Chavez: Bad news and good news
The demise of the Venezuelan president will be bad for the likes of Hezbollah and Hamas, but very good for the US and Israel.
This is bad news for him, his followers and allies. He has named the vice president, Nicolas Maduro, as his successor when he dies or is forced to resign. Maduro, a former bus driver and union leader, is an unconditional supporter of Chavez and has been his foreign minister for many years. Maduro is not very bright and is very uncharismatic. He cannot succeed Chavez in anything but form. Additionally, when Chavez goes, an election must be held in thirty days, and the interim president during that period is not the vice president but the president of the Legislative Assembly, according to the constitution. The president of the Legislative Assembly is Diosdado Cabello, a former army officer and co-coup plotter with Chavez. He is tough, ruthless, and extremely ambitious. Do we sense a problem here during the period before the election, during which, if Chavez's wish is followed, the government candidate will be Maduro? The possibility of an internal putsch, with elections indefinitely postponed, is there, and all indications are that the armed forces would favor Cabello.
It is also bad news for the other "Bolivarian" countries of the hemisphere, Cuba, Nicaragua, Ecuador, Bolivia and Argentina. Chavez bought Argentine bonds when no one else would and sent discounted oil to Nicaragua and free oil to Cuba. Ecuador's Correa is already maneuvering to succeed Chavez as leader of the anti-US and anti-Israel bloc in Latin America, but he is not Chavez, and Ecuador is not Venezuela in terms of political and economic weight.
It is also bad news for all the great and petty tyrants in the world, who were all Chavez's friends, from huge Russia's Putin to pathetic Zimbabwe's Mugabe. He knew and liked them all and they all liked him, especially when he showered them with the oil wealth of the Venezuelan people. He facilitated Iran's Ahmadinejad in penetrating the Western Hemisphere, skirting financial sanctions by making it possible for Iran to use Venezuela's financial system. He is sending gasoline to Iran and diesel oil to Assad in Syria.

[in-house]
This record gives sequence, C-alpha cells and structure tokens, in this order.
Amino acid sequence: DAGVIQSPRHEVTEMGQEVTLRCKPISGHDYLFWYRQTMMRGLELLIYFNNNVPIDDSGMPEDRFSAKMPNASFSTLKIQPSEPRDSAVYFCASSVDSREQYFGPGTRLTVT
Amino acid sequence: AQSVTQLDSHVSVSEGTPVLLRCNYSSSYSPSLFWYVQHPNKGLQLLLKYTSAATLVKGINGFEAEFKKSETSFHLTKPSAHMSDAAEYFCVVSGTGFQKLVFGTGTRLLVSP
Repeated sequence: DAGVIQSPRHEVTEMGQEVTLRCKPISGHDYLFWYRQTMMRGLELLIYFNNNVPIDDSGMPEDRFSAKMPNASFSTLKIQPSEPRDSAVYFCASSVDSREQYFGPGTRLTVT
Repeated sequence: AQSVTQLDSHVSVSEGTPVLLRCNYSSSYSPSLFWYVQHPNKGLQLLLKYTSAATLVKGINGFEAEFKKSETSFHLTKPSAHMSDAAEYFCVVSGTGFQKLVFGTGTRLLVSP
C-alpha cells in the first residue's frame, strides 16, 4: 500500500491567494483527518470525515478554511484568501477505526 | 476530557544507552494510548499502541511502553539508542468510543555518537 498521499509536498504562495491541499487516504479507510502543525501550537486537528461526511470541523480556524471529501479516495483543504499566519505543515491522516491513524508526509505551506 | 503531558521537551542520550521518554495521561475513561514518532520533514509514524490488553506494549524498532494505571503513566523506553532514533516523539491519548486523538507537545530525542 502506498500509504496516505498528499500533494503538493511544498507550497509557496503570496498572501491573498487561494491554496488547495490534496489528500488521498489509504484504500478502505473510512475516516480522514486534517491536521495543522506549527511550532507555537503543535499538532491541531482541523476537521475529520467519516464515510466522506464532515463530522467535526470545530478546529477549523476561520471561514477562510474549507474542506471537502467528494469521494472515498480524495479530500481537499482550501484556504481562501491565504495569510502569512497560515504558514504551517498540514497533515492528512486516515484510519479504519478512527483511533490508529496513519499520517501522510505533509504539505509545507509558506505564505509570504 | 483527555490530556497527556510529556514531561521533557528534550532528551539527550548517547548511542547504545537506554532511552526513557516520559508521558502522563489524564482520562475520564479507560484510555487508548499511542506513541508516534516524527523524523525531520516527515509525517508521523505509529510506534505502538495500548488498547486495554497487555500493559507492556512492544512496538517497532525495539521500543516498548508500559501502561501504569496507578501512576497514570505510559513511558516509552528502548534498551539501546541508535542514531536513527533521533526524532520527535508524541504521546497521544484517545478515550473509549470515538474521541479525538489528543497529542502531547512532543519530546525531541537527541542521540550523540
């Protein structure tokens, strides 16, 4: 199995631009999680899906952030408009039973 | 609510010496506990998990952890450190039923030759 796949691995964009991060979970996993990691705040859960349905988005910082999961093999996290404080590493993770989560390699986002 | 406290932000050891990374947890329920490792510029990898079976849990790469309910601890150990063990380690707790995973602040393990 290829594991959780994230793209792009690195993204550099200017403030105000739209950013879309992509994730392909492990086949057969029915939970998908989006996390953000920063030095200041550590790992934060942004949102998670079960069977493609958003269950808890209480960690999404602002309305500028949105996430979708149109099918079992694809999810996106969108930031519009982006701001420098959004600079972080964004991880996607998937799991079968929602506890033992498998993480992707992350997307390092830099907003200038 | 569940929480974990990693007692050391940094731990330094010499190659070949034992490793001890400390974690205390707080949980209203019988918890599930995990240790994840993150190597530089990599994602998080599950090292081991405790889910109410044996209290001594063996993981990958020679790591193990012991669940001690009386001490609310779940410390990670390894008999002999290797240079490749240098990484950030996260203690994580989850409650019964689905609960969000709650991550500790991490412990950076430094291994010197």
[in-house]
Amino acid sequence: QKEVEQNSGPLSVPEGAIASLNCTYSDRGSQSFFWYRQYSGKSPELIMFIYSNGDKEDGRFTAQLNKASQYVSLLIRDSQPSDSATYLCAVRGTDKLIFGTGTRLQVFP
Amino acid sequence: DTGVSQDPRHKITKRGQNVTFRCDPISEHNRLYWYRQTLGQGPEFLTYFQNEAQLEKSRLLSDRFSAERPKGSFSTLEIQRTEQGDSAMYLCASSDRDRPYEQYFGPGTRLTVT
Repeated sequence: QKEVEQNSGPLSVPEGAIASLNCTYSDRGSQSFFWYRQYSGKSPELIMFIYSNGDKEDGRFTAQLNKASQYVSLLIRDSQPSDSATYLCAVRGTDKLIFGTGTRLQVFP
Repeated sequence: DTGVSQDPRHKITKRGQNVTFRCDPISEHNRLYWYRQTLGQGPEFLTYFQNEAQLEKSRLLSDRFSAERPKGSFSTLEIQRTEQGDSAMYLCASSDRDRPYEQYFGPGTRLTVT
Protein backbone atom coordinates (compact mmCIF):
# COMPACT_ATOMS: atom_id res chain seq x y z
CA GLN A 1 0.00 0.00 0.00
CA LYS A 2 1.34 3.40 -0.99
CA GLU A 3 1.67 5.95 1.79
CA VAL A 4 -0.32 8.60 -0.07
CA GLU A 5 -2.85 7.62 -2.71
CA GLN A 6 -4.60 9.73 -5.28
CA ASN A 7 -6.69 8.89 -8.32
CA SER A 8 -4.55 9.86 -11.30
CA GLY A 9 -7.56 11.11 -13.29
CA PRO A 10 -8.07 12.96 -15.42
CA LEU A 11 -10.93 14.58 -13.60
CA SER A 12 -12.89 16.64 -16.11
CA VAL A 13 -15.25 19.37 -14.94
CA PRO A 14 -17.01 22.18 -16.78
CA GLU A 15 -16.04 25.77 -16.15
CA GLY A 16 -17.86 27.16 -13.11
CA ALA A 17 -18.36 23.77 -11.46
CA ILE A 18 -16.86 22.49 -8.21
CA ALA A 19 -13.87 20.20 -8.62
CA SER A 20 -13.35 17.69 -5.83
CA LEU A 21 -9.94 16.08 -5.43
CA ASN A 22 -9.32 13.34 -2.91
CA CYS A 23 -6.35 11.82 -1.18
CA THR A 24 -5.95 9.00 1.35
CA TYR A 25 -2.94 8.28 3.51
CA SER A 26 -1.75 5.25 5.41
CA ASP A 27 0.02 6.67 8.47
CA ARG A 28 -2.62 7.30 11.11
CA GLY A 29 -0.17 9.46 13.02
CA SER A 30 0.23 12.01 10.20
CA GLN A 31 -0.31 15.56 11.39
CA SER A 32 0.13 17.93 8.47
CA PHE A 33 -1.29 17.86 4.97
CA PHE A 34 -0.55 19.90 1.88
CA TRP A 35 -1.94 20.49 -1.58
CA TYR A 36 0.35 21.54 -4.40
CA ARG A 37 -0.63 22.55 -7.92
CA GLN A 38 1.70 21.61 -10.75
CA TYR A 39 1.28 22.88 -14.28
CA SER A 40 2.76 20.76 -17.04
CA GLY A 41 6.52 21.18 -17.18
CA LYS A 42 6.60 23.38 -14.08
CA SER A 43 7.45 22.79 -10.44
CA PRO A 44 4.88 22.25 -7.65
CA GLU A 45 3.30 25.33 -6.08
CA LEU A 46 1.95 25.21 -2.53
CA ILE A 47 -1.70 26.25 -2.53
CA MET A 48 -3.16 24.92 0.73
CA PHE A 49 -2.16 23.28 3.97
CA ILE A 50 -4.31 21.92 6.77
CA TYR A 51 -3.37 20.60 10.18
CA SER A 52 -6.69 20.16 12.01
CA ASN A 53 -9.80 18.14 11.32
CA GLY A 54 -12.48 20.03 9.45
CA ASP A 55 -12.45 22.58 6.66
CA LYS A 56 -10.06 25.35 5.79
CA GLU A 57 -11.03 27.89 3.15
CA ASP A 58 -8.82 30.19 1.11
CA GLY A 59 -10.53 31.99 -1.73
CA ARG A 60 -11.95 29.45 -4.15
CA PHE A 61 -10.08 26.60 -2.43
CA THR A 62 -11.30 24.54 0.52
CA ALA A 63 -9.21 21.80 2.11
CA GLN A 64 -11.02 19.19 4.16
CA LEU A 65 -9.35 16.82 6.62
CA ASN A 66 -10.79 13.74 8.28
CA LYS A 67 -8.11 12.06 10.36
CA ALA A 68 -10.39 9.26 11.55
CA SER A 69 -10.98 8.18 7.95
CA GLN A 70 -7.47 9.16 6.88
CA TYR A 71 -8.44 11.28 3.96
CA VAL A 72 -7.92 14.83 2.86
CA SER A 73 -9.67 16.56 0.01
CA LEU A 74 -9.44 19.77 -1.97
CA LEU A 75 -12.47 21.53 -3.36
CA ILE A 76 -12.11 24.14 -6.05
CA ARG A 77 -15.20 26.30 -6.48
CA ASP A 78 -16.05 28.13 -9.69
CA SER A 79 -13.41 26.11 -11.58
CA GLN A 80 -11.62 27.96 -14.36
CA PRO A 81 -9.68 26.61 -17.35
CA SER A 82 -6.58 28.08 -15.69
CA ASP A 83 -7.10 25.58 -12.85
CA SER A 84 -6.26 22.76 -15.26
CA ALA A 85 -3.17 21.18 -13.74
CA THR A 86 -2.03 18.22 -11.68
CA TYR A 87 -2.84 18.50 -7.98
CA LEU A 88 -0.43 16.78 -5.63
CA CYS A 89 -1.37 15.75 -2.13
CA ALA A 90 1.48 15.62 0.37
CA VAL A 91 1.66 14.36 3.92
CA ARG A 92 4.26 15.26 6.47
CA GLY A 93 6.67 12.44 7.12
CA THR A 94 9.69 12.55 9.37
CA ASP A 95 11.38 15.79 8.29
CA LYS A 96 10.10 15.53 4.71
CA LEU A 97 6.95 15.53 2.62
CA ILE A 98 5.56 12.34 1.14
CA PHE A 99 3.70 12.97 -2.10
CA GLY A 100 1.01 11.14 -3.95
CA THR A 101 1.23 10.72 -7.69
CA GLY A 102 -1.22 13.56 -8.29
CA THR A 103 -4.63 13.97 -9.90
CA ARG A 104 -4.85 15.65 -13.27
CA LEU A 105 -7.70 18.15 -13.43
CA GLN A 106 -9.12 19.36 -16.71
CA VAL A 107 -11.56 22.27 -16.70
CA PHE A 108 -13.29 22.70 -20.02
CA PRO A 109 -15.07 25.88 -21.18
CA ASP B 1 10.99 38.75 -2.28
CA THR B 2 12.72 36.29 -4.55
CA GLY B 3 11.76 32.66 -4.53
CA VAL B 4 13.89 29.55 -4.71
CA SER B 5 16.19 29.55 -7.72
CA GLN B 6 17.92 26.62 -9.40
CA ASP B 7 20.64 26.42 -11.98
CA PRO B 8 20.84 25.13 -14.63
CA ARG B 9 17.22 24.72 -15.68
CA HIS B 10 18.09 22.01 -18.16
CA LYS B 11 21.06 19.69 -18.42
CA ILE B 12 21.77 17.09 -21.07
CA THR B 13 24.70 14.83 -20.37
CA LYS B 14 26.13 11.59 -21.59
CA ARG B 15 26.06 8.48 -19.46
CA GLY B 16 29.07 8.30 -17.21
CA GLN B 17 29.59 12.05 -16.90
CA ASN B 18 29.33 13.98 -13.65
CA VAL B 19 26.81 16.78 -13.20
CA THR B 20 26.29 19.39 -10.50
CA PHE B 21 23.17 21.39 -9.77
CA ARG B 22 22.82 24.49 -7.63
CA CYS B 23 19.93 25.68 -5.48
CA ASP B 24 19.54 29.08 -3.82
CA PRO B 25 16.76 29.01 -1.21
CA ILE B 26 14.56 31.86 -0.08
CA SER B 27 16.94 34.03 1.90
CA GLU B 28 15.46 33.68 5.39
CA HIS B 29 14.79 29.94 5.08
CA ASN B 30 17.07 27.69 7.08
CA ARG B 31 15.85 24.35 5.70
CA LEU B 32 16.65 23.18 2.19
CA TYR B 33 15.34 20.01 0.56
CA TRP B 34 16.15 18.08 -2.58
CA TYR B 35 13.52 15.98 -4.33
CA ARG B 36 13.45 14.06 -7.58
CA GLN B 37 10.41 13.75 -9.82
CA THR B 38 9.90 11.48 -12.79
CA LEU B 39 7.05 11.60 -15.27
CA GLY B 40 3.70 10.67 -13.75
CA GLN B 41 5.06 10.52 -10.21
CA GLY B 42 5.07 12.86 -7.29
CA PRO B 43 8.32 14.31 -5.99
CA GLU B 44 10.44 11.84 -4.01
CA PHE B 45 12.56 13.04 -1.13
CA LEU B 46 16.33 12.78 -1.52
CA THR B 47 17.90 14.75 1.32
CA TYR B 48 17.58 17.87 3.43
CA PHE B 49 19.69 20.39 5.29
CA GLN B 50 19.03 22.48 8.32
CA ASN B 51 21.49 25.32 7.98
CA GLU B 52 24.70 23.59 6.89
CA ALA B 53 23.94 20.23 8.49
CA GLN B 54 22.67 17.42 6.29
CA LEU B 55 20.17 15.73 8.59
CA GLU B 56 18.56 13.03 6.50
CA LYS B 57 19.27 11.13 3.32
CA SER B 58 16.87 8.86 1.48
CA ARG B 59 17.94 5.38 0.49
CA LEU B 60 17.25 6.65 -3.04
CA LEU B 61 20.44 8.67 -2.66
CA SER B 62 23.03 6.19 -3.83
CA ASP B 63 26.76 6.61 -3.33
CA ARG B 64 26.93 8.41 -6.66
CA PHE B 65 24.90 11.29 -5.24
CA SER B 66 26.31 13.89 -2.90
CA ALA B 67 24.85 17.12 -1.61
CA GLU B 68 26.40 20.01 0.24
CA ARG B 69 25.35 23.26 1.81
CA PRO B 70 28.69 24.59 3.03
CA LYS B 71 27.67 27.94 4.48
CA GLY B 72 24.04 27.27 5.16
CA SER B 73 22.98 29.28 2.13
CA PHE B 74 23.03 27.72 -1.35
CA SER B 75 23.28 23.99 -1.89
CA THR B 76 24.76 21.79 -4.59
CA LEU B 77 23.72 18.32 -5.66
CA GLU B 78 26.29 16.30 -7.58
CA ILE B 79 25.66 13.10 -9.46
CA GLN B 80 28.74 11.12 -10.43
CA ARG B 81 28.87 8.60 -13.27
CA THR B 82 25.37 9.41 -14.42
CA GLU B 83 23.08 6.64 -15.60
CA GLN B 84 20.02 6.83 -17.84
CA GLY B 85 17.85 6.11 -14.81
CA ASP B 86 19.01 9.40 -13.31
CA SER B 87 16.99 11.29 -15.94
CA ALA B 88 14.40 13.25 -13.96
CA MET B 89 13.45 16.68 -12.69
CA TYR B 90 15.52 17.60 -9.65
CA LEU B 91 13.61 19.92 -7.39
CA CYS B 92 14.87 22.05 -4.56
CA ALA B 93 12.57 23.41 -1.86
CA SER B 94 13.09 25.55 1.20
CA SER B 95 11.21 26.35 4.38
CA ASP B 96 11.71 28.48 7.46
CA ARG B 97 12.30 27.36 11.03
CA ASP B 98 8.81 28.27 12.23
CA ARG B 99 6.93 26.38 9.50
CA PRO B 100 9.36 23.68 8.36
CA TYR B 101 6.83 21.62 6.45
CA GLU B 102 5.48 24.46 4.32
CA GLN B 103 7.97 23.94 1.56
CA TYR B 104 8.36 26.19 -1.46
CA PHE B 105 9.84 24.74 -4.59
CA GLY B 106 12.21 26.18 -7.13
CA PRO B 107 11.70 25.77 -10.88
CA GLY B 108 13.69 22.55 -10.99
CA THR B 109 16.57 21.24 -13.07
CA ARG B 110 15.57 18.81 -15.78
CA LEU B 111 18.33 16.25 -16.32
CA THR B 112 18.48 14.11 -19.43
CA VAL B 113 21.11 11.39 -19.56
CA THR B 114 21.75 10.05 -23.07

It is also bad news for criminal drug syndicates and terrorist groups everywhere, from Colombia's FARC and ELN, which he supported, to Hamas, Islamic Jihad and Hezbollah, which he aided in raising funds and distributing agents throughout the region. By his actions and through the massive corruption of his regime (rated worst in a recent listing of government corruption in Latin America), he made it possible for the criminal syndicates and the terrorists to support each other, which is now common throughout the world, and has led to the coining of the phrase "narco-terrorism".
It is good news for everyone else. It is good news for supporters of democracy and freedom and the market economy throughout the world. It is particularly good news for the United States and Israel, Chavez's mortal enemies. No thanks to their own policies and actions, because neither country has devoted nearly enough attention to the activities of Chavez and his friends, Chavez's successors both inside Venezuela and in the region will try to maintain his policies but they simply do not have his demonic energy and charisma.
It is good to be prepared and to take timely action. It is even better to be lucky.
Norman A. Bailey, Ph.D., is Adjunct Professor of Economic Statecraft at The Institute of World Politics, Washington, DC, and a lecturer at The Israeli National Defense College (MABAL), 2011-2012 session.
Published by Globes [online], Israel business news - www.globes-online.com - on December 17, 2012
© Copyright of Globes Publisher Itonut (1983) Ltd. 2012
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